- Creator platforms: Companies involved in the development of immersive digital platforms that enable users to create, share, and consume content and digital goods. Content includes: social networking; online video games, video game engines, and esports; live streaming; digital live events; as well as other media delivered in three dimensional simulations, environments, or worlds.
Unity Technologies and Epic Unreal Engine (40% owned by Tencent) offer a case study of how creator platforms bring content to the market. The two companies control approximately two-thirds of the game and virtual world engine market for mobile devices.12 The out-of-the-box solutions that they provide serve as building blocks for the virtual world’s development. Among their main attributes, their solutions help lower the total cost and time it takes to bring a video game to the market.
For example, in 2021, Unity Technologies spent $696 million in research and development (R&D), a cost that the company spread across 1,052 developers who generated over $100,000 in sales during the year.13 These developers simply focus on the creative aspect of the game, not the time-consuming engine-building and maintenance. Business models in this segment can vary. Unity charges a monthly subscription, while Epic charges a 5% fee on sales.14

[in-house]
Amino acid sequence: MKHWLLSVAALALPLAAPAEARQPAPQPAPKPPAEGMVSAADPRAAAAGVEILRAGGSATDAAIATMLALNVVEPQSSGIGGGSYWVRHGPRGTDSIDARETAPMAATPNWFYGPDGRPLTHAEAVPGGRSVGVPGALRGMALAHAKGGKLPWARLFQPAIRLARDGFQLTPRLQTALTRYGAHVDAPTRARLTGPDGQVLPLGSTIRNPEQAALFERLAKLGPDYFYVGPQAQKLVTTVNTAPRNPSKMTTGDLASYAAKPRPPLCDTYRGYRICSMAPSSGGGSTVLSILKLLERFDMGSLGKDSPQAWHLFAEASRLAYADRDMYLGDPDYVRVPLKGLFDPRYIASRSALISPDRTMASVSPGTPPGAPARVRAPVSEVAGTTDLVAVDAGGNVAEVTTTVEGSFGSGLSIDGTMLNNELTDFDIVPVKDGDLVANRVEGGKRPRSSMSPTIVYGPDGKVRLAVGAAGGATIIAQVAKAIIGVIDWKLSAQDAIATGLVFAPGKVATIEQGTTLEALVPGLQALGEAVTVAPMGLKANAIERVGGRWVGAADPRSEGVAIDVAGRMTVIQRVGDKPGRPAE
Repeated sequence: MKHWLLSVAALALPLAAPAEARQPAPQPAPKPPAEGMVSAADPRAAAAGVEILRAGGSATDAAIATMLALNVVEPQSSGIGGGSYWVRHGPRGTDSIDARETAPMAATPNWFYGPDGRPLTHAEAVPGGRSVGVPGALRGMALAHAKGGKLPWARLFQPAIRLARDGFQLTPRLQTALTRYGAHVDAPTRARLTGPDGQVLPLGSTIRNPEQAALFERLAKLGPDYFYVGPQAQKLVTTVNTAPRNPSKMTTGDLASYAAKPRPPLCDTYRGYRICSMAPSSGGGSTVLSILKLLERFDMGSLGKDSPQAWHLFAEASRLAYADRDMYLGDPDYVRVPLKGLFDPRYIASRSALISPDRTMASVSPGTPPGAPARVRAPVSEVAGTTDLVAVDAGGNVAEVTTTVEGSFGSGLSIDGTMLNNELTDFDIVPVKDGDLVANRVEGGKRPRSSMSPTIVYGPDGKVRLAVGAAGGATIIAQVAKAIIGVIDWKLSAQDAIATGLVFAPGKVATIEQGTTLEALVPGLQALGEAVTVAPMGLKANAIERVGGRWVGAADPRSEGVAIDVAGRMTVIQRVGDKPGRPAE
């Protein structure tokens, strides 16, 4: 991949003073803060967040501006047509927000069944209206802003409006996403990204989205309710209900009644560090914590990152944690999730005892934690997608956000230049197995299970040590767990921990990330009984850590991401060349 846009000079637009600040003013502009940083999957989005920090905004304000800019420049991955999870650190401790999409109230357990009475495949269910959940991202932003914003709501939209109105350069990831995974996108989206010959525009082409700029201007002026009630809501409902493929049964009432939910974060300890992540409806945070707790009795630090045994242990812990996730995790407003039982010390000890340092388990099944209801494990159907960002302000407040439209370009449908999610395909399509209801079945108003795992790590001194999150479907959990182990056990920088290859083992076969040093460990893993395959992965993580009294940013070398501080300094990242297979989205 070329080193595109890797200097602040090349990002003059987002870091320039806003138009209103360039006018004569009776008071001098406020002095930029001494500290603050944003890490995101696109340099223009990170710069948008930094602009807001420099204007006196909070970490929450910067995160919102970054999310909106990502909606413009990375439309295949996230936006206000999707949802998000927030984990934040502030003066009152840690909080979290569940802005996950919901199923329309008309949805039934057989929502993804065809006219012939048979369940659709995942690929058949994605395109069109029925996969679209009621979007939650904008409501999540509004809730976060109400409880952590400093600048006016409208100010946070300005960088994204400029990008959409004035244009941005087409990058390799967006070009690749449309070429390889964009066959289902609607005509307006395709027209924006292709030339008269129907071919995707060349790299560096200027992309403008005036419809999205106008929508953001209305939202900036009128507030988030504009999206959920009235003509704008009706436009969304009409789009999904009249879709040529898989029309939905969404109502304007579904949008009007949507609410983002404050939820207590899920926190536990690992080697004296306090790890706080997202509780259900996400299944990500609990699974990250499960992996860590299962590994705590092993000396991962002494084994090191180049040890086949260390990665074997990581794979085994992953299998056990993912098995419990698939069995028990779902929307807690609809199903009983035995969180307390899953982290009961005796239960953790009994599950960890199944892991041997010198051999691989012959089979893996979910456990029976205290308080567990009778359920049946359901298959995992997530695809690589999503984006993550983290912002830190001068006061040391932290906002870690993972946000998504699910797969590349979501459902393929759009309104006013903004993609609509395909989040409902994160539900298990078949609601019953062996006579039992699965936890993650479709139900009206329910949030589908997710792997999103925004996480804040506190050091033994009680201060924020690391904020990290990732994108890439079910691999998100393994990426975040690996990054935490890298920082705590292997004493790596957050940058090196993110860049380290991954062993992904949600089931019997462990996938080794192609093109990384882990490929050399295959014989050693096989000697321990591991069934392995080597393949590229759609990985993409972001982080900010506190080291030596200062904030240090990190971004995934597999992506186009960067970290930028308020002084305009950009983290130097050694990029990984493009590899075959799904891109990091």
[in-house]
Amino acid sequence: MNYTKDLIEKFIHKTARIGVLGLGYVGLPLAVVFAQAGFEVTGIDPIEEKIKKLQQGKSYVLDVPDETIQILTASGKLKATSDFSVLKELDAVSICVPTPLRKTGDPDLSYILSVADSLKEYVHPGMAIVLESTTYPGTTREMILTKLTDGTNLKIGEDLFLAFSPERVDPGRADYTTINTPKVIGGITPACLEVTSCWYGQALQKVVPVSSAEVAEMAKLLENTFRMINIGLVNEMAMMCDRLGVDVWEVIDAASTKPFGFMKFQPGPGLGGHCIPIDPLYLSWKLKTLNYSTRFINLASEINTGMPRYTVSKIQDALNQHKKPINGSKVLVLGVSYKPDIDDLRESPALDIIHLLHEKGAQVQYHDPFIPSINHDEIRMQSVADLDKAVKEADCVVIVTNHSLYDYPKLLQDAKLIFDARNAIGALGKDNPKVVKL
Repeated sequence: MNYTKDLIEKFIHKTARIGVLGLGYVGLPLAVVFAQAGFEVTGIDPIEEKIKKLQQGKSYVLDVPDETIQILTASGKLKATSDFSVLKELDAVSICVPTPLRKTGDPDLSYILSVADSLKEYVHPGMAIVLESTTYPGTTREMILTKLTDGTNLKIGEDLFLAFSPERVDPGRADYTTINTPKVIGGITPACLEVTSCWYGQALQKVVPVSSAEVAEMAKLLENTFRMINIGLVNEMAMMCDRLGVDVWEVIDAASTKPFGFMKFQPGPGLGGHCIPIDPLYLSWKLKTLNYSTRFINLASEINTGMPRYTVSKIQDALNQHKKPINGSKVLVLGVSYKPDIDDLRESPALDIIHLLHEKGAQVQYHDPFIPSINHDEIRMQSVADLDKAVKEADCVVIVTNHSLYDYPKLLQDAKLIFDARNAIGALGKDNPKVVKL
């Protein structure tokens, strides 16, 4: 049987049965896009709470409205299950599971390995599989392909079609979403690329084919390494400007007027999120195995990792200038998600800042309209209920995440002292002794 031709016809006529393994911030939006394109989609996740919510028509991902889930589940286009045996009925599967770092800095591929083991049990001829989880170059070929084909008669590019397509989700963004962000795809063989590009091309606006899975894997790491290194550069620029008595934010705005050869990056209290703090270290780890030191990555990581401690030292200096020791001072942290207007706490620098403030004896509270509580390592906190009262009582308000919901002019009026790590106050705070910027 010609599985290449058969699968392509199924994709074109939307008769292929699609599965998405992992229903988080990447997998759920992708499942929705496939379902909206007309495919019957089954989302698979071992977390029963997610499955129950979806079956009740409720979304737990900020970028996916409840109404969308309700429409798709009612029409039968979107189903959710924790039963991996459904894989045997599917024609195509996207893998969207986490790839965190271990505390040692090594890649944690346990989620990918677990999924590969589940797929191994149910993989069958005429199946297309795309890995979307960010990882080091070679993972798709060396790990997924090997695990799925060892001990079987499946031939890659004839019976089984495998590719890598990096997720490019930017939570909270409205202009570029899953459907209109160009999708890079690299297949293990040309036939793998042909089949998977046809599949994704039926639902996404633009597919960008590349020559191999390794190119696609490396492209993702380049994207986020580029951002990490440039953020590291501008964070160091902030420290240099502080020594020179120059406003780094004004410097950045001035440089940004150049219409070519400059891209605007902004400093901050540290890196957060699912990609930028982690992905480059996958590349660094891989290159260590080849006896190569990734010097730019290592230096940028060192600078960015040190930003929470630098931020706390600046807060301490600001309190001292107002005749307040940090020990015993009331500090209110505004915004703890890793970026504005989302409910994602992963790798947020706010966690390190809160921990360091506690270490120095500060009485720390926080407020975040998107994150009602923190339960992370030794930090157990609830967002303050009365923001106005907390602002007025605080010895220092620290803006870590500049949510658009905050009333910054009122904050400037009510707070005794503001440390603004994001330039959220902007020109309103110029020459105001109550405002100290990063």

- Creator economy: Companies involved in the development of infrastructure and applications for the metaverse’s digital payment services, including cryptocurrency payments, blockchain technologies, decentralized finance solutions, the creation and distribution of non-fungible tokens (NFTs), as well as digital asset payment gateways.
Coinbase is an example of a company that operates within this segment. Coinbase not only facilitates access to thousands of cryptocurrencies, but it is also making inroads in the NFT ecosystem. Since announcing its NFT marketplace in October 2021, more than 2.5 million users have registered on the company’s waiting list to join the platform.15 The company wants to capitalize on a market that has historically garnered over $50 billion in trading volume.16 The NFTs are important for the metaverse’s development because they can be used to purchase virtual land plots, spaces, and avatars, among other items.